Around the same time, I eliminated oats ~ the only grain I had never lived without and had, in fact, been eating every day in the form of granola/porridge and oat crackers ~ and that left me desperate for breakfast options that included protein. Beef breakfast patties became a staple. We started investigating all the butchers in our area and my husband talked to all the grocery stores. We figured out when deliveries come in, whether they are fresh or frozen, how long since the date of slaughter, and we buy grass-fed, pastured beef and lamb, organic chicken and turkey, trying to source the healthiest and freshest meat to continue keeping histamine in check. My husband cooks the day we buy meat and then we freeze portions so I have meals at the ready. He still makes beef bone broth and chicken stock, but we cook it in a shorter amount of time and freeze it in silicone ice cube trays and jars. Beef patties for breakfast. Lamb shepard’s pie, portions wrapped in wax paper. Chicken and turkey breasts that can be thrown in soup or chopped on a salad or served with rice pasta and topped with veg and sauce (see FOOD! page for some recipes). Blood sugar crashes became much rarer.

Frozen broth

Frozen broth

My weird breakfast:
Grass-fed beef patty with parsley (antihistamine) and thyme (anti-bacterial, anti-inflammatory, antihistamine);
artichokes (contain quercetin, luteolin and rutin);
sweet potato (anti-inflammatory, contains rutin and quercetin) and butternut squash latke (antihistamine, anti-ulcer, anti-inflammatory and antidepressant action);
pomegranate (mast cell stabiliser, anti-inflammatory).
**Info from thelowhistaminechef.com**

Another weird breakfast:
Grass-fed beef patty with parsley (antihistamine) and thyme (anti-bacterial, anti-inflammatory, antihistamine);
sauteed with spiralized zucchini (has anti-inflammatory, anti-ulcerogenic and potentially antihistaminic properties);
cauliflower (contains anti-inflammatory vitamin K) and sweet potato cake (anti-inflammatory, contains rutin and quercetin);
apple sauce.
**Info from thelowhistaminechef.com**

I started to feel a bit better overall in late January, right after my bad pre-syncope episode during my period and right after I quit oats. By “better”, I mean back to where I was around September/October of last year. Able to walk 800-1000 steps a day instead of 500, my daily headache got better. But still not going into the garden, not stretching, not able to talk very much. One amazing change is my heart rate has gotten much lower overall ~ almost too low. In the 70s and 80s when I am standing up, not moving. Mid-50s sitting, watching tv. Low-50s and high-40s sometimes, while lying down in bed.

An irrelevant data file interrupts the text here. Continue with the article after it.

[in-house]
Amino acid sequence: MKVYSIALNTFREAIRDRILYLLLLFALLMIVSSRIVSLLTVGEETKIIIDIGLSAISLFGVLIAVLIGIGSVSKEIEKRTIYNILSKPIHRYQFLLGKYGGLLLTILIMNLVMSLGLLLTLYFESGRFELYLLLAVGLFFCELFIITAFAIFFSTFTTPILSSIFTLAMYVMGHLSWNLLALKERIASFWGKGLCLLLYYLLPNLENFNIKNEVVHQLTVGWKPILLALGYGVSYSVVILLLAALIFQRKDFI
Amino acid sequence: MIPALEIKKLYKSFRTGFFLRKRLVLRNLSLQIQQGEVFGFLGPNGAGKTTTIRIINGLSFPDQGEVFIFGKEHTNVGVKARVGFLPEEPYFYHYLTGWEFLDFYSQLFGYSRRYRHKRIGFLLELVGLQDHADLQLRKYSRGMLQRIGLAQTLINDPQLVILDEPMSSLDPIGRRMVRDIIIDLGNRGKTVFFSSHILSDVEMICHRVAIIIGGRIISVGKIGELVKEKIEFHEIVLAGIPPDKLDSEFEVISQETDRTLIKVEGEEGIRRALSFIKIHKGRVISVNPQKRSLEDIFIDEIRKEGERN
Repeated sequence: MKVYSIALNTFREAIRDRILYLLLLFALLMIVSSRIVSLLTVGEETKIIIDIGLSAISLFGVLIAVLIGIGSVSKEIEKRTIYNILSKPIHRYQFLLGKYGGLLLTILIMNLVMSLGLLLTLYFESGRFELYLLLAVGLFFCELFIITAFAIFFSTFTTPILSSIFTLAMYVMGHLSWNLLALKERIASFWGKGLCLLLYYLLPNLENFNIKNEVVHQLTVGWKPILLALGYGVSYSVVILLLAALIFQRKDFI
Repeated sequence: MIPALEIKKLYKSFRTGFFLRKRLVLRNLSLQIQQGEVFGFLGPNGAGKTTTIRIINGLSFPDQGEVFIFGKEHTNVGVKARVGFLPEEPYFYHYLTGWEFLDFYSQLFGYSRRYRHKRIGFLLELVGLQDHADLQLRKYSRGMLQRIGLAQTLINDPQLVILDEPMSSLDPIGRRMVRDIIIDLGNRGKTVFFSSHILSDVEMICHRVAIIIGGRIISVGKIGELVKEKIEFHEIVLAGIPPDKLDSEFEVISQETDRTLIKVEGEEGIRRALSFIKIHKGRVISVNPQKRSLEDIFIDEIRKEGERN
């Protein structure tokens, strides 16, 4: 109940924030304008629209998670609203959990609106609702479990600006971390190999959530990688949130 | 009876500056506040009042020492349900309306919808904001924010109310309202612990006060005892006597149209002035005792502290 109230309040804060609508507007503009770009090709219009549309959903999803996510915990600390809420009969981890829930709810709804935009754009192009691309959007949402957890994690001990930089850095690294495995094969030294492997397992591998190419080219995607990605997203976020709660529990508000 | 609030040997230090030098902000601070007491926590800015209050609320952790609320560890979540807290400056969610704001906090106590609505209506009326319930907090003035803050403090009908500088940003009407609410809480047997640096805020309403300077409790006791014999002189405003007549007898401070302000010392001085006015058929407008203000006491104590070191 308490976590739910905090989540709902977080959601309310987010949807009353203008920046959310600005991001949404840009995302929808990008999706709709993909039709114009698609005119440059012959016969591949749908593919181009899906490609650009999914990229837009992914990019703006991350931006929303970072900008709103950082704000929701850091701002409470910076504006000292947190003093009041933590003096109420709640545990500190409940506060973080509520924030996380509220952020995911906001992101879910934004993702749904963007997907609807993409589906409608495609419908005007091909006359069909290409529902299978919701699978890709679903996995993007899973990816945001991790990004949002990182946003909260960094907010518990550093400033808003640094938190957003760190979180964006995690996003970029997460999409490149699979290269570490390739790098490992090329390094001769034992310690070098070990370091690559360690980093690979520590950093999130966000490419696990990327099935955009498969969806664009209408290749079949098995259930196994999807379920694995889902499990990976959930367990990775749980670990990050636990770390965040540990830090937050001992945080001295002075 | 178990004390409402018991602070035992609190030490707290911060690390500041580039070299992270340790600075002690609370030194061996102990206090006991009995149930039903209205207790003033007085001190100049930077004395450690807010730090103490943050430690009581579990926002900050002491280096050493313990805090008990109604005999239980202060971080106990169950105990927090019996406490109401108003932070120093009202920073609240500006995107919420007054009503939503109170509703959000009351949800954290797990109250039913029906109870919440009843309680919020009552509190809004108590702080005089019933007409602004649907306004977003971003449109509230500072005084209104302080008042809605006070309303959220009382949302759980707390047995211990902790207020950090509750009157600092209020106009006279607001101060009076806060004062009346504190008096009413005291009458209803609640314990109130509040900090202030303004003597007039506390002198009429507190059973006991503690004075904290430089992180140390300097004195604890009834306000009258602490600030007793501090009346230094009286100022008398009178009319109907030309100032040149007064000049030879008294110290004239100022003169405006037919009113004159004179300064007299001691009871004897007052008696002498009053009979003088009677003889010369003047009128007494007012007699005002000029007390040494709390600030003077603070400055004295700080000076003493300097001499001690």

I refuse to believe that eliminating oats made the change.
A) Because I love oats too much and can’t wait to eat them again. I HATE savoury breakfasts. Hate them. Make me sick and nauseous. I was the one going to the Irish pub for a Sunday fry with my family and ordering porridge or fruit, yogurt and toast. Every morning is a struggle. It has gotten easier, but it’s not enjoyable. I don’t want acorn squash and beef and kale for breakfast and I never, ever will. It’s one of the reasons I have continued to search for “baked goods” recipes and kept rice in my diet (so I can have rice cereal or rice toast, if I like).
B) Because nothing can ever be definitive in such a changeable, cyclical disease. I also stopped taking my B-complex around the same time. That could have been causing my headache everyday!

Banana-Zucchini muffins: click image for recipe

Banana-Zucchini muffins: click image for recipe

In the final diet post, I will discuss AIP (autoimmune paleo diet) and all the other complications and sensitivities one comes across when researching online. It’s enough to send anyone straight to the nearest fully gluten-ized and dairy-fied bakery.

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12 thoughts on “DIETS Part III: finding a balance in low-histamine and figuring out how to eat more meat.

  1. I think you have done really amazing and creative things with your food, given your restrictions. I am also very restricted and I eat really boring things like plain organic turkey burger, sautéed Swiss chard, and brown rice for dinner. For lunch I have resorted to veg smoothies. I love that you made latkes! I made them once, just once, with the traditional potato and onion, and I scratched up my hands on the shredder because I didn’t have a food processor at the time. It never would’ve occurred to me to make them with butternut squash and sweet potato! So cool! I thought I couldn’t have them anymore because I